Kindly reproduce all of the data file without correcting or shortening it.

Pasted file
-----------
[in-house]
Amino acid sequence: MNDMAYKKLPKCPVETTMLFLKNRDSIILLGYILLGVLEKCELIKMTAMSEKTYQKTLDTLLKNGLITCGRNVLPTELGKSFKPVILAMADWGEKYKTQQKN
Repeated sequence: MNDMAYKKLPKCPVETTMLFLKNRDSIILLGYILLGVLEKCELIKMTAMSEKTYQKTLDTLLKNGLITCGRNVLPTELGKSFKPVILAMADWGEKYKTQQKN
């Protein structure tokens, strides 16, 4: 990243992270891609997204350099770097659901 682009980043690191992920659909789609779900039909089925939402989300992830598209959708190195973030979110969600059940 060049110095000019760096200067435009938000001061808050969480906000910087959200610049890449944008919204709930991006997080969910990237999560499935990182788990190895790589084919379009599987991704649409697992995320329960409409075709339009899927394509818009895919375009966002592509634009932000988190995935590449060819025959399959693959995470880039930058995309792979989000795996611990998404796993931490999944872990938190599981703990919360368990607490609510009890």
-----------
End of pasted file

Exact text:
[in-house]
Amino acid sequence: MNDMAYKKLPKCPVETTMLFLKNRDSIILLGYILLGVLEKCELIKMTAMSEKTYQKTLDTLLKNGLITCGRNVLPTELGKSFKPVILAMADWGEKYKTQQKN
Repeated sequence: MNDMAYKKLPKCPVETTMLFLKNRDSIILLGYILLGVLEKCELIKMTAMSEKTYQKTLDTLLKNGLITCGRNVLPTELGKSFKPVILAMADWGEKYKTQQKN
């Protein structure tokens, strides 16, 4: 990243992270891609997204350099770097659901 682009980043690191992920659909789609779900039909089925939402989300992830598209959708190195973030979110969600059940 060049110095000019760096200067435009938000001061808050969480906000910087959200610049890449944008919204709930991006997080969910990237999560499935990182788990190895790589084919379009599987991704649409697992995320329960409409075709339009899927394509818009895919375009966002592509634009932000988190995935590449060819025959399959693959995470880039930058995309792979989000795996611990998404796993931490999944872990938190599981703990919360368990607490609510009890």